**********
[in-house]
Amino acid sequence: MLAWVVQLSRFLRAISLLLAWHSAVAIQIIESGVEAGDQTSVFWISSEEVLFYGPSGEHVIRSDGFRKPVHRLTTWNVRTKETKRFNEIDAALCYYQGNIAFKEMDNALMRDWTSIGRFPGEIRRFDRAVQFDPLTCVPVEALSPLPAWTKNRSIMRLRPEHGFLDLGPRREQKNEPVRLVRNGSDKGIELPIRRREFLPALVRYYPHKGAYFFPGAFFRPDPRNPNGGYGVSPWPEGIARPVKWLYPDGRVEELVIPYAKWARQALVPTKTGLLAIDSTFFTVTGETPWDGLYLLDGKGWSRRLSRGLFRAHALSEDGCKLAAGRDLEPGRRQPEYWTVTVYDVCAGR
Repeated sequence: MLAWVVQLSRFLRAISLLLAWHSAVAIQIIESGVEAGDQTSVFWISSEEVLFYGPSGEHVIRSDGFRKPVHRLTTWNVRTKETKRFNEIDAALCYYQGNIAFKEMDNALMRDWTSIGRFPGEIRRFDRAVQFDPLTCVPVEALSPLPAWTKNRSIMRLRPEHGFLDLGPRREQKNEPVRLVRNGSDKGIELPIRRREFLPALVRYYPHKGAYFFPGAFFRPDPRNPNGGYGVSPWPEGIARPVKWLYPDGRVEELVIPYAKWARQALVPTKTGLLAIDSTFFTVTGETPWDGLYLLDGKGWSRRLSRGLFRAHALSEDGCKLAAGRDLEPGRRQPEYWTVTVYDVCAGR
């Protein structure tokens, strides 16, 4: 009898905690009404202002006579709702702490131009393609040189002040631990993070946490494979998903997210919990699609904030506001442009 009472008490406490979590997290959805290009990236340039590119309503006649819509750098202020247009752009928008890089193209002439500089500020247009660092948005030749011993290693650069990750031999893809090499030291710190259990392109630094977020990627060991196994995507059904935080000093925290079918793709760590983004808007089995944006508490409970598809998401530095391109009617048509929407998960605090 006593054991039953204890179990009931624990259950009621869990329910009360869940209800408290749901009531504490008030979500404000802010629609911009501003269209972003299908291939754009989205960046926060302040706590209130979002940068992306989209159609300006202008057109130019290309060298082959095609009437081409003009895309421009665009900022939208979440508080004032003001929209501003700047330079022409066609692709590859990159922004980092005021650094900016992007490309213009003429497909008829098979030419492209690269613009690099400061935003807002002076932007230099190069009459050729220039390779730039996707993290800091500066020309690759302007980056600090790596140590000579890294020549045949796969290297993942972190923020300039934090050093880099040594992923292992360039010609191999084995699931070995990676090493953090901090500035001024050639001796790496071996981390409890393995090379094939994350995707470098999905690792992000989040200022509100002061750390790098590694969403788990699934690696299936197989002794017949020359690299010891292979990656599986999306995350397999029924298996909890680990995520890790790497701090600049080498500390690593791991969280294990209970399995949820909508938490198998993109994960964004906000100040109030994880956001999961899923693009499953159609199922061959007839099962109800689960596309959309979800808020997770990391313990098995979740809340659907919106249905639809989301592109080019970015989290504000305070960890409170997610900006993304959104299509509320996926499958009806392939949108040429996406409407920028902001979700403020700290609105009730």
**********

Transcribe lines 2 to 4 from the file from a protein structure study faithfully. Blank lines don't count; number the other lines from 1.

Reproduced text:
Amino acid sequence: MLAWVVQLSRFLRAISLLLAWHSAVAIQIIESGVEAGDQTSVFWISSEEVLFYGPSGEHVIRSDGFRKPVHRLTTWNVRTKETKRFNEIDAALCYYQGNIAFKEMDNALMRDWTSIGRFPGEIRRFDRAVQFDPLTCVPVEALSPLPAWTKNRSIMRLRPEHGFLDLGPRREQKNEPVRLVRNGSDKGIELPIRRREFLPALVRYYPHKGAYFFPGAFFRPDPRNPNGGYGVSPWPEGIARPVKWLYPDGRVEELVIPYAKWARQALVPTKTGLLAIDSTFFTVTGETPWDGLYLLDGKGWSRRLSRGLFRAHALSEDGCKLAAGRDLEPGRRQPEYWTVTVYDVCAGR
Repeated sequence: MLAWVVQLSRFLRAISLLLAWHSAVAIQIIESGVEAGDQTSVFWISSEEVLFYGPSGEHVIRSDGFRKPVHRLTTWNVRTKETKRFNEIDAALCYYQGNIAFKEMDNALMRDWTSIGRFPGEIRRFDRAVQFDPLTCVPVEALSPLPAWTKNRSIMRLRPEHGFLDLGPRREQKNEPVRLVRNGSDKGIELPIRRREFLPALVRYYPHKGAYFFPGAFFRPDPRNPNGGYGVSPWPEGIARPVKWLYPDGRVEELVIPYAKWARQALVPTKTGLLAIDSTFFTVTGETPWDGLYLLDGKGWSRRLSRGLFRAHALSEDGCKLAAGRDLEPGRRQPEYWTVTVYDVCAGR
């Protein structure tokens, strides 16, 4: 009898905690009404202002006579709702702490131009393609040189002040631990993070946490494979998903997210919990699609904030506001442009 009472008490406490979590997290959805290009990236340039590119309503006649819509750098202020247009752009928008890089193209002439500089500020247009660092948005030749011993290693650069990750031999893809090499030291710190259990392109630094977020990627060991196994995507059904935080000093925290079918793709760590983004808007089995944006508490409970598809998401530095391109009617048509929407998960605090 006593054991039953204890179990009931624990259950009621869990329910009360869940209800408290749901009531504490008030979500404000802010629609911009501003269209972003299908291939754009989205960046926060302040706590209130979002940068992306989209159609300006202008057109130019290309060298082959095609009437081409003009895309421009665009900022939208979440508080004032003001929209501003700047330079022409066609692709590859990159922004980092005021650094900016992007490309213009003429497909008829098979030419492209690269613009690099400061935003807002002076932007230099190069009459050729220039390779730039996707993290800091500066020309690759302007980056600090790596140590000579890294020549045949796969290297993942972190923020300039934090050093880099040594992923292992360039010609191999084995699931070995990676090493953090901090500035001024050639001796790496071996981390409890393995090379094939994350995707470098999905690792992000989040200022509100002061750390790098590694969403788990699934690696299936197989002794017949020359690299010891292979990656599986999306995350397999029924298996909890680990995520890790790497701090600049080498500390690593791991969280294990209970399995949820909508938490198998993109994960964004906000100040109030994880956001999961899923693009499953159609199922061959007839099962109800689960596309959309979800808020997770990391313990098995979740809340659907919106249905639809989301592109080019970015989290504000305070960890409170997610900006993304959104299509509320996926499958009806392939949108040429996406409407920028902001979700403020700290609105009730």